Purple cloth dampened with cold water blotting blood stain on mattress

    The Spruce / Ulyana Verbytska

  4. Combine Baking Soda and Hydrogen Peroxide

    Mix a cleaning paste of 1/2 cup baking soda and 1/2 cup hydrogen peroxide in a small bowl. Use a small soft-bristled brush or an old toothbrush to apply the paste to the stain. Remember to start at the outer edge and work towards the center.

    The mixture will bubble as the hydrogen peroxide reacts with the blood. Let it work for at least 30 minutes or until the bubbling stops. Dip a clean cloth in cold water and wring until it is not dripping. Blot away the cleaning paste and the blood moving to a clean area of the cloth as you go.

    Allow the mattress to dry completely (up to eight hours) before using. Use a vacuum with upholstery attachments to remove any traces of baking soda that remain.

    Warning

    Hydrogen peroxide is a mild bleach and may discolor a mattress with a dark fabric covering. It will not damage the padding or interior structure of the mattress.

    Blood stain scrubbed with baking soda and hydrogen peroxide solution with brush

    The Spruce / Ulyana Verbytska

  5. Use an Enzyme-Based Stain Remover

    To get out dried blood stains on a mattress, try a laundry stain remover that contains enzymes to help break apart the stain molecules. Place a small dab of the stain remover on a damp microfiber cloth.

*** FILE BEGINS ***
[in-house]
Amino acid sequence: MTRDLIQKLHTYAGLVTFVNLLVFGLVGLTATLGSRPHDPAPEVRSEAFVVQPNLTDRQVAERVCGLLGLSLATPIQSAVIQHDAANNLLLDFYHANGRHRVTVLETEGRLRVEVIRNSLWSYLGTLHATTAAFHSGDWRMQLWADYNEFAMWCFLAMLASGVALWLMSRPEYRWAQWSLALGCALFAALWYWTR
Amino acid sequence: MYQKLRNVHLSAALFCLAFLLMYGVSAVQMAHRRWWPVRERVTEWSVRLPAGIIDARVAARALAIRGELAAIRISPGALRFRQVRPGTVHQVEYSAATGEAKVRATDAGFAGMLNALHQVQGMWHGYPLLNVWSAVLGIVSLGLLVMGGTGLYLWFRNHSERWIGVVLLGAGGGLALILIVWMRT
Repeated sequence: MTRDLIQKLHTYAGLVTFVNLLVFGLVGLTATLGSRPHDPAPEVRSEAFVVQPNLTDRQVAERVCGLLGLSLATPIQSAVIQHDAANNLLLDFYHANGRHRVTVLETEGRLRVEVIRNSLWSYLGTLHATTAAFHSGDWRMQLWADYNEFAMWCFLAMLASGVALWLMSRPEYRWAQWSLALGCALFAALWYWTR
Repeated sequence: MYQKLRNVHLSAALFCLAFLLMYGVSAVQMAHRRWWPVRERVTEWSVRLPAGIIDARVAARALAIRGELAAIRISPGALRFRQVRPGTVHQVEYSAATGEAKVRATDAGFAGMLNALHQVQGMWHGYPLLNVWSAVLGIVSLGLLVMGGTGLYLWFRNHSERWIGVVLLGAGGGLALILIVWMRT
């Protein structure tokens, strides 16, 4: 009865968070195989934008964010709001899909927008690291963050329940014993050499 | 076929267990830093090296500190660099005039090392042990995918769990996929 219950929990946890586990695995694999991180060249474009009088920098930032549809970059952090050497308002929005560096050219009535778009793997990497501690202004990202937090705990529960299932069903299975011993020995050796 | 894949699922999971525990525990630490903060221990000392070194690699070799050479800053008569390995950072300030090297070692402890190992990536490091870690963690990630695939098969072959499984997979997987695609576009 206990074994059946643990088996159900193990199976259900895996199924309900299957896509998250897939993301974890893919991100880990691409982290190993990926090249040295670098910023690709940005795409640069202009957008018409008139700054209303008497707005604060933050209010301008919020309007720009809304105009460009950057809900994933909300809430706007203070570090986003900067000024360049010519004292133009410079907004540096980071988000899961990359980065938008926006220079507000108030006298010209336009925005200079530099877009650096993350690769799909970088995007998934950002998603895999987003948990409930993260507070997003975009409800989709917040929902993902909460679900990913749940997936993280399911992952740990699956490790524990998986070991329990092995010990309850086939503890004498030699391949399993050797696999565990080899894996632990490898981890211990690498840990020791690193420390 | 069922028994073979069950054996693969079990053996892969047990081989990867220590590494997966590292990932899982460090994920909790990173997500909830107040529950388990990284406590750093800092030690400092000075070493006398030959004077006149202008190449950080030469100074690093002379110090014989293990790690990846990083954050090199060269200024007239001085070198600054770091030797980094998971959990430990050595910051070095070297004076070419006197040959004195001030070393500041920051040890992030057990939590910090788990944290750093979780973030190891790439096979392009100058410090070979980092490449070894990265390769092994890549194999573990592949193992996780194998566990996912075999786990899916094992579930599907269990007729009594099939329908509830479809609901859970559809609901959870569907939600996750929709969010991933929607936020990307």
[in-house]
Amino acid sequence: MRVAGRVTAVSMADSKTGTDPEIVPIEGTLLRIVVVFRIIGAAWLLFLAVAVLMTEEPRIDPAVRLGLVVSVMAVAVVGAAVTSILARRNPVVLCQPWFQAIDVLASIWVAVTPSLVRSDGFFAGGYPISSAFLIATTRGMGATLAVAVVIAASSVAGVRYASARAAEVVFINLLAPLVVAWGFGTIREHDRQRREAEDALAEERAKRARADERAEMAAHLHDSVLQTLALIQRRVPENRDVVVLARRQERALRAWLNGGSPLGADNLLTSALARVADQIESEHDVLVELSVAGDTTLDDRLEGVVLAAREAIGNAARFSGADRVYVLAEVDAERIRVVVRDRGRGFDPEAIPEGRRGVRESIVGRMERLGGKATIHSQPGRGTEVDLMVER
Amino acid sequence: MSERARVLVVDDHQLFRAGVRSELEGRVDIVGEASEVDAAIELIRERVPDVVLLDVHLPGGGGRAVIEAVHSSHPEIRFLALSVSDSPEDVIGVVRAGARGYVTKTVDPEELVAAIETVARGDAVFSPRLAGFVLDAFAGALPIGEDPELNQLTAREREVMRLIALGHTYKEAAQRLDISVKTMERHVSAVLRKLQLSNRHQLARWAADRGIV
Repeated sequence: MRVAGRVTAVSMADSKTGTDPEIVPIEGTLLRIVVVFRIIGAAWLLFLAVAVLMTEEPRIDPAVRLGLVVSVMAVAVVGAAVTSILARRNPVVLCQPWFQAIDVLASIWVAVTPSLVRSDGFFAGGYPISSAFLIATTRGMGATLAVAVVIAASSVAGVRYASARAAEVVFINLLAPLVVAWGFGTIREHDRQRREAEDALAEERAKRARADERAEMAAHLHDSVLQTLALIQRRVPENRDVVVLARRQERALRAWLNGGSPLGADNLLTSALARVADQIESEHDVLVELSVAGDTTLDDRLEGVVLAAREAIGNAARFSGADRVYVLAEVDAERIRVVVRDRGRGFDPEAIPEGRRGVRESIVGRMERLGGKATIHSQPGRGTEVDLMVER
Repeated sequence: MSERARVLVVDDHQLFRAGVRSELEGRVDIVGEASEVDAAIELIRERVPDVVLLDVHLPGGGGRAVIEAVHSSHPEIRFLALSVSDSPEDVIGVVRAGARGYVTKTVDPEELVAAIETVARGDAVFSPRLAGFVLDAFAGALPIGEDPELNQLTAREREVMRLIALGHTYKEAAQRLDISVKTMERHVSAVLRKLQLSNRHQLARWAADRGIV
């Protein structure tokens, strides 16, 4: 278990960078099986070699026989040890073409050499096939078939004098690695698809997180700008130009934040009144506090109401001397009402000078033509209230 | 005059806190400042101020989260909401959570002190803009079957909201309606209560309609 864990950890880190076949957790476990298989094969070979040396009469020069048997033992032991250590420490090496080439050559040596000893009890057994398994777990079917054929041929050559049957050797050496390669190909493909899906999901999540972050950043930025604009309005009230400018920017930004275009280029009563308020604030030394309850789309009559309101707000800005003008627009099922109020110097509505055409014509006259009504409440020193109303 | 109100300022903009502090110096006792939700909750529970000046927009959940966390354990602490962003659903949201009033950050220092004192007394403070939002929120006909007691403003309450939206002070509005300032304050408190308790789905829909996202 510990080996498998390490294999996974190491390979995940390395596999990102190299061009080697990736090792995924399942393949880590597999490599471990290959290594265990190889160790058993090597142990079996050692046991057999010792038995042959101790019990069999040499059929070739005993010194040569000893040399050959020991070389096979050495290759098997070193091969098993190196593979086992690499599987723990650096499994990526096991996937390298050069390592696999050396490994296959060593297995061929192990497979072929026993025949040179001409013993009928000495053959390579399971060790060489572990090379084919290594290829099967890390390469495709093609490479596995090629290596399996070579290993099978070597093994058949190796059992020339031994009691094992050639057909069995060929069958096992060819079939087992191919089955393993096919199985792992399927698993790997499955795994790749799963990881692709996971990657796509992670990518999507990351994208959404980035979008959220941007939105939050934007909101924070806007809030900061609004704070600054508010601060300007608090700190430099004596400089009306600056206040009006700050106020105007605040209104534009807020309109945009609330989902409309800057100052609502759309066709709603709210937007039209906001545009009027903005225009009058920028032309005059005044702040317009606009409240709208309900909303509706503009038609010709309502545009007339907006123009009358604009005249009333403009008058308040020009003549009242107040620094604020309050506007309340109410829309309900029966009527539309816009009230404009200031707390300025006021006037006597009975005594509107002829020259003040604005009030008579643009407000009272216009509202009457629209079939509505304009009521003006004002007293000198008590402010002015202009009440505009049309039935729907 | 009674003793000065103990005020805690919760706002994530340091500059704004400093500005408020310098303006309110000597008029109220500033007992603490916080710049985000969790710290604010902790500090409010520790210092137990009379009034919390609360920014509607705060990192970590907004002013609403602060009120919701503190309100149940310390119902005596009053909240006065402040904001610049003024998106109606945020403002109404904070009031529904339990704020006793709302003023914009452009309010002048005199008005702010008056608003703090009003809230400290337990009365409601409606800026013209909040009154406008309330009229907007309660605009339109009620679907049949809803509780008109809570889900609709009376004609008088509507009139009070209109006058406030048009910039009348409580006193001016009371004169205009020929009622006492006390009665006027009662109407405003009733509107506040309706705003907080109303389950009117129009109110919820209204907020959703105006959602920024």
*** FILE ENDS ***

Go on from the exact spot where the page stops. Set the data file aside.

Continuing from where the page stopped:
Starting at the outside edges of the blood stain and working toward the center (prevents spreading), work the product into the stain. Let it work for at least 15 minutes. Wet a clean microfiber cloth with cold water and blot away the stain remover and the stain. Keep moving to a clean area of the cloth or rinse it often as the stain is transferred.

    Allow the mattress to air-dry—add a circulating fan to speed drying—for eight hours before using the mattress again.

    Small dab of enzyme-based stain remover cleaning blood stain with cloth

    The Spruce / Ulyana Verbytska

  6. Treat With Oxygen Bleach

    Create a paste with 1/2 cup dry oxygen bleach and 1/2 cup water in a small bowl. Start at the edges of the stain and work towards the center applying the paste to the blood stain with a soft-bristled nylon brush.

    Allow the paste to work for at least two hours—the longer the better. Oxygen bleach is a slow-acting, mild bleach. Dip a clean cloth in cold water and wring until it is not dripping. Blot away the oxygen bleach and blood. Move to a clean area of the cloth or rinse the cloth often as you work.

    Allow the mattress to dry completely (up to eight hours) before using.

    Cleaned blood stain air dried with running fan

    The Spruce / Ulyana Verbytska

Tips to Keep Your Mattress Free of Blood Stains

  • Always use a protective mattress pad.
  • If someone is ill or having a menstrual period, add an additional layer of protection for the mattress. Place an absorbent plastic-backed pad or a thick towel under the bottom sheet.
  • Check and change bandages and menstrual products right before bedtime.